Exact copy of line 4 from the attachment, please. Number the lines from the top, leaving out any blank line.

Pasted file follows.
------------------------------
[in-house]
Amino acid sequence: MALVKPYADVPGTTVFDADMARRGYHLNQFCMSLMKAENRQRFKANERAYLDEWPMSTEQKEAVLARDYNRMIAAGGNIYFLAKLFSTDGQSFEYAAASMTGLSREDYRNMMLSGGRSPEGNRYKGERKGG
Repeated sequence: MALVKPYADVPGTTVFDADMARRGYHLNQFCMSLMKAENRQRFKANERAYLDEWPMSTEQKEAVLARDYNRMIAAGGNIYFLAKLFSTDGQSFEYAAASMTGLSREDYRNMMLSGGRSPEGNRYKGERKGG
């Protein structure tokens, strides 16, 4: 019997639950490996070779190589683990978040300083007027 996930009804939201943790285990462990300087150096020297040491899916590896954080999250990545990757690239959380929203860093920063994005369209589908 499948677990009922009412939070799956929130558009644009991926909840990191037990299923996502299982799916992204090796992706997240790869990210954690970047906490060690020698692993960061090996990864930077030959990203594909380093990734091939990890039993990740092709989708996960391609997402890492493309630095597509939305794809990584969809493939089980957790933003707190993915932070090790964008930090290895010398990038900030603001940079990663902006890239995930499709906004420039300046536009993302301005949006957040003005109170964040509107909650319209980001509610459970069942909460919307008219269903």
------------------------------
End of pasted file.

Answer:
């Protein structure tokens, strides 16, 4: 019997639950490996070779190589683990978040300083007027 996930009804939201943790285990462990300087150096020297040491899916590896954080999250990545990757690239959380929203860093920063994005369209589908 499948677990009922009412939070799956929130558009644009991926909840990191037990299923996502299982799916992204090796992706997240790869990210954690970047906490060690020698692993960061090996990864930077030959990203594909380093990734091939990890039993990740092709989708996960391609997402890492493309630095597509939305794809990584969809493939089980957790933003707190993915932070090790964008930090290895010398990038900030603001940079990663902006890239995930499709906004420039300046536009993302301005949006957040003005109170964040509107909650319209980001509610459970069942909460919307008219269903």